Source: Advertiser, The (Australia)
Contact:  Fri, 26 June 1998
Author: Jeremy Pudney and John Merriman


"MOBILE" drug laboratories are being used to avoid police detection as more
Adelaide drug users turn to amphetamines, a new study has found.

The sophisticated but often unhygienic laboratories can be shifted and
housed in caravans, homes, sheds and even hotel rooms.

Detective Senior Sergeant Eddie Sudrabs of the Drug Task Force said
yesterday mobile drug labs were a relatively easy way to make money for
criminals and were hard to detect.

"Because they can be dismantled and moved so easily it is hard for police
to keep observations on the set-ups," he said.

"We have seized several mobile drug labs but they were not being used at
the time. They do exist and police are very, very conscious of them."

He said the increase in amphetamine production in the State was partly due
to the increase of technology in exchanging information, such as the

The South Australian Drug Trends study, released yesterday, revealed
amphetamine use was increasing in Adelaide and the drug was more popular
than heroin with first-time injecting drug users.

Amphetamine had been injected by more users than heroin, was "easy" to
obtain but often dangerously low in purity.

Drug users, police, health and social workers were surveyed for the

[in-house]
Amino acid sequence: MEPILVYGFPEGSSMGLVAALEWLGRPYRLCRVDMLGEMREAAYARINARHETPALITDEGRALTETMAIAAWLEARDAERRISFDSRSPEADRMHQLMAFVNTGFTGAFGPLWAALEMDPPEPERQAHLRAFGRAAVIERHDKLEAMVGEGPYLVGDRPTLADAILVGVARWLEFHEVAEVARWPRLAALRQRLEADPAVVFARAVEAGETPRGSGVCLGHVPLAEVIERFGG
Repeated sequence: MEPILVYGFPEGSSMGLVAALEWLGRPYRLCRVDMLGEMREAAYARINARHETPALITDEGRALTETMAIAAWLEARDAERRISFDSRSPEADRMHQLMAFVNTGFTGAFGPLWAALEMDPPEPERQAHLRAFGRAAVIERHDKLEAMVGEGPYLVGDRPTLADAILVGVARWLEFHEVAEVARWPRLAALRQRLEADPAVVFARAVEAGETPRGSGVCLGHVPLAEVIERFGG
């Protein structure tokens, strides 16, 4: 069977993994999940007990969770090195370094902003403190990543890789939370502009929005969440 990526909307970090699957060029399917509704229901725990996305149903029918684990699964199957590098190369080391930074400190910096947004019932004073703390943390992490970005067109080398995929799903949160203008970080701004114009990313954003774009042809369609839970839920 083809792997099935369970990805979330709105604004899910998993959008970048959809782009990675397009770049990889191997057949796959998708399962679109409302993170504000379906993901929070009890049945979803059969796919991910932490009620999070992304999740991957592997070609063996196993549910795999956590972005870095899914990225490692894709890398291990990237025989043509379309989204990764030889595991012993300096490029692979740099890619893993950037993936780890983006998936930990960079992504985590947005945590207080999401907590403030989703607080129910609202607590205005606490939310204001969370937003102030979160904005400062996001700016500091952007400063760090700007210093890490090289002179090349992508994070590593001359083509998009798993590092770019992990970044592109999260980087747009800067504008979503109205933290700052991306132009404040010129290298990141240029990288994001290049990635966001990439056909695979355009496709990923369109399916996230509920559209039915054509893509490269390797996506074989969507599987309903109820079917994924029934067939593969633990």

National Drug and Alcohol Research Centre (NDARC) study.

NDARC spokesman Mr Paul Dillon said the level of amphetamine use in
Adelaide indicated local production. He said amphetamine was also cheaper
than heroin, selling for about $50 a gram compared to about $400.

"It's cheaper and it's also a stimulant drug; it's an up drug and seen as a
party drug," he said.

"You can use it in so many different ways."

The study also found heroin was easy to buy in Adelaide and was
increasingly used. While the majority of heroin users injected the drug,
heroin smoking had become increasingly common among young women and the
Vietnamese community. The Federal Government-funded study also found:

HALF of the drug users surveyed had committed a crime within the past four

COCAINE use had increased but was still not widespread because it was
"difficult" to buy.

YOUNG illicit drug users pooled money to buy drugs more cheaply.

CANNABIS was very easy to get and becoming more potent as more was grown

- ---
Checked-by: (Joel W. Johnson)